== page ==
Hanoi (VNA) – Nguom Ngao Cave is located in a mountain in Gun village of Dam Thuy commune, Trung Khanh district, is a priceless asset that the nature has gifted to the northern mountainous province of Cao Bang.
Nearly 5 kilometres away from the renowned Ban Gioc Waterfall, Nguom Ngao Cave was discovered in 1921, opened to tourists in 1996, and recognised as a national-level scenic landscape in 1998.
Nguom Ngao means “Tiger Cave” in the Tay ethnic language. It is said that that this site used to be a den of many tigers which were then killed by local residents to guarantee a safe life. Given this, local Tay people named this place “Nguom Ngao”.
However, another story said there was an underground stream with piles of pebbles flowing into the Quay Son River and releasing murmur which echoes in the cave and sounds like a tiger’s roar, thus earning this cave the name “Nguom Ngao”.
The cave section surveyed by the British Caving Association in 1995 is 2,144 metres long and has three entrances, namely Nguom Ngao, Nguom Lom, and Ban Thuon.
Researchers said this cave is a limestone one containing many coral and crinoid fossils. It used to be part of an ancient sea that existed about 400 million years ago.
According to a 2016 survey by the Vietnam Institute of Geosciences and Mineral Resources, Nguom Ngao is 2,769.6 metres long and features five openings located at altitudes of between 420 and 507 metres.
The cave management board has just opened 945.8 metres and two entrances of Nguom Ngao to visitors.
Once entering the cave, visitors will be amazed at strangely shaped stalactites. Nguom Ngao is home to multiple limestone chambers, floors, stairs, and corridors in various sizes, along with stalactites and stalagmites in diverse shapes such as a coral reef, a ship, a waterfall, an overturned lotus flower, and a terraced field. All give this cave magnificent and fantastic beauty.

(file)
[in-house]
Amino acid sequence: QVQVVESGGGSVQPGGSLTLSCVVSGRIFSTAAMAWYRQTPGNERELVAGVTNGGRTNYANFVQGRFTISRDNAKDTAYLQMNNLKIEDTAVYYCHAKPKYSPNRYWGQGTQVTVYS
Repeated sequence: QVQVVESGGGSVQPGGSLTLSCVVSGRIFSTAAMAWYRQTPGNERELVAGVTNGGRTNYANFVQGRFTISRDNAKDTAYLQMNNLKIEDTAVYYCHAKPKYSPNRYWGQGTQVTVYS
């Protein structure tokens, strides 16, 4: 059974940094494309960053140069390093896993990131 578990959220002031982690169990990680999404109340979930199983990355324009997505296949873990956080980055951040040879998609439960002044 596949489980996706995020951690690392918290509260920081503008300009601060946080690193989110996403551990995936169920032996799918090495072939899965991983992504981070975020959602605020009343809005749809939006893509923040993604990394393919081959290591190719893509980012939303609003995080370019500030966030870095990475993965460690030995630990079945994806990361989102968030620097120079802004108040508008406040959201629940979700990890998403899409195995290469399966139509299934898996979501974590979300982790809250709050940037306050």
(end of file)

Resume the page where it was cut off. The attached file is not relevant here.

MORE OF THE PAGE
Notably, colours of stalactites here are different from those in caves in other localities thanks to the mixture of calcium with many other substances.
The deeper tourists go into Nguom Ngao, the more charming it becomes. Sometimes, they can also see small streams snaking through this cave.
With pristine and breathtaking beauty, Nguom Ngao Cave is truly a masterpiece of nature.
Although Cao Bang authorities have opened just nearly 1 kilometre of the cave to tourists, Nguom Ngao is still a not-to-be-missed destination once coming to the province. From this place, travellers can also visit the nearby overwhelming Ban Gioc Waterfall, another scenic landscape.
Non Nuoc Cao Bang is about 300 kilometres from Hanoi. Covering over 3,000 sq.km, the geopark is home to fossils, ocean sediment, volcanic rocks, minerals and karst landscapes, which can give researchers insight into the 500 million years of the earth’s history.
The park is well known for its rich biodiversity and many indigenous species of fauna and flora. Apart from Nguom Ngao Cave, it is also home to other famous destinations such as Ban Gioc Waterfall, Thang Hen Lake, and Phia Oac ecological site.
“Non Nuoc Cao Bang UNESCO Global Geopark offers numerous outstanding historical and archaeological sites and a rich cultural heritage of national and international significance, lending the area prominence in Vietnam and providing a strong basis for the tourism industry as it attracts large numbers of domestic and international visitors,” read the UNESCO statement. “In addition, numerous international and national geosites such as fossil sites, geological boundaries, mineral deposits and intrusive, volcanic and sedimentary rocks are well preserved.”
This is the second UNESCO-recognised global geopark in Vietnam after Dong Van Karst Plateau in the northernmost province of Ha Giang, which received the honour in 2010./.